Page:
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A CH-53E Super Stallion with Marine Heavy Helicopter Squadron 466, 3rd Marine Aircraft Wing, carries a humvee during an external lift exercise aboard Marine Corps Air Ground Combat Center Twentynine Palms, Calif., Dec. 5. Super Stallions commonly carry loads that cannot fit into the cargo hold to transport to different locations quickly.

Photo by Lance Cpl. Melissa Eschenbrenner

Wolfpack howls with Marines on ground during external lift

12 Dec 2012 | Lance Cpl. Melissa Eschenbrenner

MARINE CORPS AIR GROUND COMBAT CENTER TWENTYNINE PALMS, Calif. – When Marines have to train high in the mountains of Marine Corps Air Ground Combat Center Twentynine Palms, Calif., they are often unable to get their equipment through the rough terrain. This is when Marine Heavy Helicopter Squadron 466, the Wolfpack, comes to their aid.

The rough terrain makes it impossible to land, but CH-53E Super Stallions have the ability to carry a load externally hanging from beneath the aircraft.

“External lifts are one of the things we do most,” said Sgt. Christopher Montes, a crew chief with the Wolfpack, 3rd MAW and an El Paso, Texas, native. “External lift training is so important, because we need to know when we’re under fire that we can get the job done.”

Lifting up to 20,000 pounds is not easy, however regular training and pre-flight preparation can help make the task easier for pilots, crew chiefs and Marines on the ground, regardless of the conditions.

“When flying in high altitudes, like around mountains, more power is needed.” said Capt. Trevor Tingle, a pilot with the Wolfpack and a San Diego native. “When you’re doing externals in high altitudes, pilots need to be especially careful because of possible winds and rough terrain that make it difficult to hover.”

Pilots and crew chiefs plan their flight paths before the exercise to ensure the mission runs smoothly. Practicing external lifts in rough terrain helps ensure Marines are ready for anything because external lifts are more difficult with unpredictable terrain.

Pre-mission planning presents difficulties because locations to drop gear cannot be predicted. Training like this ensures the readiness of pilots and crew chiefs during missions with obstacles, added Tingle.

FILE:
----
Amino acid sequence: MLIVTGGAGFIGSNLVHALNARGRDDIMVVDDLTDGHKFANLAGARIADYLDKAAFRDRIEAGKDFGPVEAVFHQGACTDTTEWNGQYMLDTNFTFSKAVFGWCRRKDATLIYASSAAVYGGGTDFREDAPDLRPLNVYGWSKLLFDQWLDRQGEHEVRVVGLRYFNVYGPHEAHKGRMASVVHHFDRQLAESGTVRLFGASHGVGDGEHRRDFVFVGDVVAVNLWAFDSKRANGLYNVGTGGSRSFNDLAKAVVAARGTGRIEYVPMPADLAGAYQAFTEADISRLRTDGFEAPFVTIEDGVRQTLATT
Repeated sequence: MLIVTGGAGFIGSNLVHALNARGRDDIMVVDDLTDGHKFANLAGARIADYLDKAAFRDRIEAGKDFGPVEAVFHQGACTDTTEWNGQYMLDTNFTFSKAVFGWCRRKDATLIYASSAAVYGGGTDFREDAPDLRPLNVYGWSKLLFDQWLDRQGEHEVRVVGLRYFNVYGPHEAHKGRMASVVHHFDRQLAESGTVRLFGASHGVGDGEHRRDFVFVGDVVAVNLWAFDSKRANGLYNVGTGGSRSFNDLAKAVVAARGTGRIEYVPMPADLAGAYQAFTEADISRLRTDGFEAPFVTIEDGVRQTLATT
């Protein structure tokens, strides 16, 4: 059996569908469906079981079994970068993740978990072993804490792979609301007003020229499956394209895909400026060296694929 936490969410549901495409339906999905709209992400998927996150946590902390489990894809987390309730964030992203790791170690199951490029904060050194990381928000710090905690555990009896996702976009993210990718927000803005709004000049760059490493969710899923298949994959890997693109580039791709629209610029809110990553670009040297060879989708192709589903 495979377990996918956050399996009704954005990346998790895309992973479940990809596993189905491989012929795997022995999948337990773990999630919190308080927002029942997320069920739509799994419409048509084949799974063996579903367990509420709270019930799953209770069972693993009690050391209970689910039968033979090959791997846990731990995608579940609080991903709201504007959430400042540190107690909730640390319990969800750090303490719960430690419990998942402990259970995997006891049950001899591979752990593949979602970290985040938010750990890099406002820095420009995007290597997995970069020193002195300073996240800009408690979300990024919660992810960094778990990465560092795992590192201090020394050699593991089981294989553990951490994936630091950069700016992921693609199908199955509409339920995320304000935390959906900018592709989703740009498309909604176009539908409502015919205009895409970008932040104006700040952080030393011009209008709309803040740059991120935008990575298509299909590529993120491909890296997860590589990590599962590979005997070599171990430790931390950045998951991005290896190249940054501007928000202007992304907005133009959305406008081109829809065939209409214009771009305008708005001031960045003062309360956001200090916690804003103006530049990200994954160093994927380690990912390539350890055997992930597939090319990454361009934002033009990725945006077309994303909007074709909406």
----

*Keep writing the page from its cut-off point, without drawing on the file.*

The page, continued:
Crew chiefs communicate to the pilots as to where the load is swaying and can watch the cargo by looking through an open hatch in the floor called a “hell hole”.

“The main difficulty is directing the pilots and getting them exactly where you need them to be.” said Montes. “It’s harder than it sounds. Trying to control the aircraft without having the controls can be difficult, because the pilots can’t see everything the crew chiefs can.”

Crew chiefs guide the pilots by telling them which direction to move, ensuring they are in a position where the cargo can be connected or disconnected.

Crew chiefs work with pilots to ensure they have a clear sight of the aircraft’s surroundings.

“Safety for everyone is extremely important,” said Montes. “We watch everything at all times to make sure everyone is staying safe.”

Crew chiefs communicate the location of ground Marines to pilots as the ground Marines prepare the cargo for loading and unloading to ensure safety, explained Tingle.

“You have a good view of what’s underneath you [when you’re looking through the hell hole], but you can’t see what’s on either side.” said Montes. “We have the other crew chiefs and pilots to help direct the aircraft to a good spot. “

Whether flying over rough terrain or over flat land, training prepares pilots and crew chiefs to complete the mission in any condition at hand. Team work and coordination of every Marine involved ensure the mission is completed safely.


3rd Marine Aircraft Wing